While a British film crew are shooting a version of The Duchess Of Malfi in Venice, they in turn are being filmed by a sleasy documentary primadonna while the strange staff share meals ... See full summary »
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On March 12, 1956, Basque Nationalist Jesús de Galíndez Suarez disappears from his apartment in New York, never heard from again. He had been working with the FBI and was about to publish a... See full summary »
A ten-years-later continuation of Hal Hartley's "Henry Fool", where Fay Grim (Posey) is coerced by a CIA agent (Goldblum) to try and locate notebooks that belonged to her fugitive ex-husband (Ryan). Published in them is information that could compromises the security of the U.S., causing Fay to first head to Paris to fetch them ...
Rachel Carlson, a successful novelist moves to a small Scottish village to move on with her life after the death of her son. Strange things start to happen when she is haunted by ghosts and real life terror.
Henry Ian Cusick,
Psycho Joe, a petrol-head from Altona, Melbourne, secures employment at a local Supermarket. Here, he meets the over-sexed Dazey. Joe and Dazey form a friendship based on a mutual interest ... See full summary »
10 years ago at a party, Steven thinks he sees the girl of his dreams, Melissa. Just as he's about to make his move, his twin brother Rick gets to her first and they fall in love. Steven watches his brother's relationship bloom, longing for Melissa all the while. Eventually, Melissa leaves to go to college and the brothers go on with their lives. Steven becomes a workaholic to block out his feelings about Melissa and Rick becomes a spineless bellboy at the Hotel de Love, after a later girl friend stood him up at the altar. Enter Steven and Rick's warring parents visiting the Hotel de Love for their anniversary. Re-enter Melissa with her current boyfriend, Norman. Suddenly Rick and Steven have a second chance at Melissa. Also there's Alison the palm reader, Susie behind the counter, the owner/piano player, and the freshly married couple. Written by
Kevin Gillease <firstname.lastname@example.org>
A subplot involving Susan (the girl behind the counter) and Matt (a worker at the hotel) was cut. Matt gives Melissa some boxer shorts that cost $20. She doesn't have the money, but he lets her go, saying that she owes him. Throughout the movie, Matt was supposed to pop up at inopportune moments asking for the $20. It seems Susan wanted a physical symbol of their love. Matt never gets the $20. They fight, and by the end of the film, he gets Melissa's necklace from Rick. Director Craig Rosenberg cut this subplot because it was not totally necessary. See more »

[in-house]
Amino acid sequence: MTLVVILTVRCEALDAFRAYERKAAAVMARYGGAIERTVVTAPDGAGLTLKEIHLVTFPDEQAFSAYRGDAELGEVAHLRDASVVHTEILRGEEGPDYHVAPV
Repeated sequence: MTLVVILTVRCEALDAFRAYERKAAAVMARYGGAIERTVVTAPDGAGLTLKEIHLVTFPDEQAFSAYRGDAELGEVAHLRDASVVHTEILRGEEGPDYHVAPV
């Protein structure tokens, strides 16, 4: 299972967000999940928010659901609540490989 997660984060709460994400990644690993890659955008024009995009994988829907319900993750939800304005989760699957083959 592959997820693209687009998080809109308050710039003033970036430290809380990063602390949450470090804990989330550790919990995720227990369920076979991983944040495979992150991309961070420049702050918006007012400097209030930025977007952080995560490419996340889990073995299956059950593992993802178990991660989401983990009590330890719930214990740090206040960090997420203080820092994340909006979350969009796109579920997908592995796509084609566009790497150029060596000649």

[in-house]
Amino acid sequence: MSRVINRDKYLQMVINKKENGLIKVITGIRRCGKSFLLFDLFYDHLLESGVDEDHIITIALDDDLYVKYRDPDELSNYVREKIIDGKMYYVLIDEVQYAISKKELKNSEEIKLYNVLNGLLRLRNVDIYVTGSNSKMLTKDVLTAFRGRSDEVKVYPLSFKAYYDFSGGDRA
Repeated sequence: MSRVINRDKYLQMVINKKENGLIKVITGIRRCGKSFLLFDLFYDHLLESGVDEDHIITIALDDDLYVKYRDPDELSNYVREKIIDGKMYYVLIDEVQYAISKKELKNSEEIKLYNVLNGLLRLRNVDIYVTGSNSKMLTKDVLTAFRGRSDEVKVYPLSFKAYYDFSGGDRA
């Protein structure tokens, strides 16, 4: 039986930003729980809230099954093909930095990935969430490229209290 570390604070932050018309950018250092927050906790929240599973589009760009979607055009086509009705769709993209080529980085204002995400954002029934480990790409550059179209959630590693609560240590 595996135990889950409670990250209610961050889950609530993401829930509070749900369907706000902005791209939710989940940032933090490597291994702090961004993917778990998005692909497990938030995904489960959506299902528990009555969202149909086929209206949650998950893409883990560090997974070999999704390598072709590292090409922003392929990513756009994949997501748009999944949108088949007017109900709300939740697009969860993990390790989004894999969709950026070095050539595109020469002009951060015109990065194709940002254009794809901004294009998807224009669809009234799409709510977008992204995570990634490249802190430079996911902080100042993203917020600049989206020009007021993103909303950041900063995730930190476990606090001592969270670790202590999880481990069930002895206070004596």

Farce, either on stage or in film, requires truly great timing. In the case of film, that places an even greater burden on the editor, the one who chooses where and how to do the cuts at just the right millisecond. In "Hotel De Love" we have a very broad sort of farce that unfortunately lingers always a bit too long on its sight gags and double-takes.
That is doubly annoying because one senses that both the conception and the script itself have potential. In the hands of, say, someone like Billy Wilder, this film might have gone somewhere. Of course that assumes the acting might have been less amateurish as well, but who knows? As it is, one really well executed scene is followed by a lesser one, followed by a non-sequitur, followed by something sentimental and not very funny.
The British have taken over romantic comedy from Hollywood -- the kind appealing mainly to women -- as in anything featuring Hugh Grant or Rupert Everett. Australia seems to do better with serious drama or tongue-in-cheek stuff like "Priscilla" or "The Sum of Us." Maybe it's time for Nicole Kidman to try an old Rosalind Russell script opposite, say, Russell Crowe, set in Sydney. (Melbourne seems a bit irrelevant, like Winnipeg or Bristol.)
Not that there's anything wrong with sentimentality. It's just that really good farce needs a subtle edge, and this one doesn't have it.
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